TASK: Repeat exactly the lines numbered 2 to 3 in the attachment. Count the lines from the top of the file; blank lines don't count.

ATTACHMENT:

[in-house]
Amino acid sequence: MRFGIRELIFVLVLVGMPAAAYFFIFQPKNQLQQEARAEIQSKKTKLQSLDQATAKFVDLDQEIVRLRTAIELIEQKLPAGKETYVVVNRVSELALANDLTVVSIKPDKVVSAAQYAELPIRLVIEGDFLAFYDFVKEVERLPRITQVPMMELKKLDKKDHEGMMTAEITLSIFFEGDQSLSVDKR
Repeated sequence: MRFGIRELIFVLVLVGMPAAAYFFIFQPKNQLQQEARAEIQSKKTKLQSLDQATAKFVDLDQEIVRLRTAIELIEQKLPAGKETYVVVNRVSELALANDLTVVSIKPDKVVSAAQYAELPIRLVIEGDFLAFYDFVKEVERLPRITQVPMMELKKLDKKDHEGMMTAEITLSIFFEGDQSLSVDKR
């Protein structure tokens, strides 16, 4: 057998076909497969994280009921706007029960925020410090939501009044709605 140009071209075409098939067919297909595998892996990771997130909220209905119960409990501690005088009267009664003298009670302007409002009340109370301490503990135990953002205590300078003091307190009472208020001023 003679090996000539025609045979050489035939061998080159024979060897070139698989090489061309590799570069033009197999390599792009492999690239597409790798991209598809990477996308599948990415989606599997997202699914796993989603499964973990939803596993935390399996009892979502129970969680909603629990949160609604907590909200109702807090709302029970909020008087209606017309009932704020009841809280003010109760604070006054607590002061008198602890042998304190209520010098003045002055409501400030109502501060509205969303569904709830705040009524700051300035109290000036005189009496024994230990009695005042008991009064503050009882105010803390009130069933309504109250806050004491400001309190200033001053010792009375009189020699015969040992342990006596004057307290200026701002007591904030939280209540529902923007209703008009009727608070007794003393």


Amino acid sequence: MRFGIRELIFVLVLVGMPAAAYFFIFQPKNQLQQEARAEIQSKKTKLQSLDQATAKFVDLDQEIVRLRTAIELIEQKLPAGKETYVVVNRVSELALANDLTVVSIKPDKVVSAAQYAELPIRLVIEGDFLAFYDFVKEVERLPRITQVPMMELKKLDKKDHEGMMTAEITLSIFFEGDQSLSVDKR
Repeated sequence: MRFGIRELIFVLVLVGMPAAAYFFIFQPKNQLQQEARAEIQSKKTKLQSLDQATAKFVDLDQEIVRLRTAIELIEQKLPAGKETYVVVNRVSELALANDLTVVSIKPDKVVSAAQYAELPIRLVIEGDFLAFYDFVKEVERLPRITQVPMMELKKLDKKDHEGMMTAEITLSIFFEGDQSLSVDKR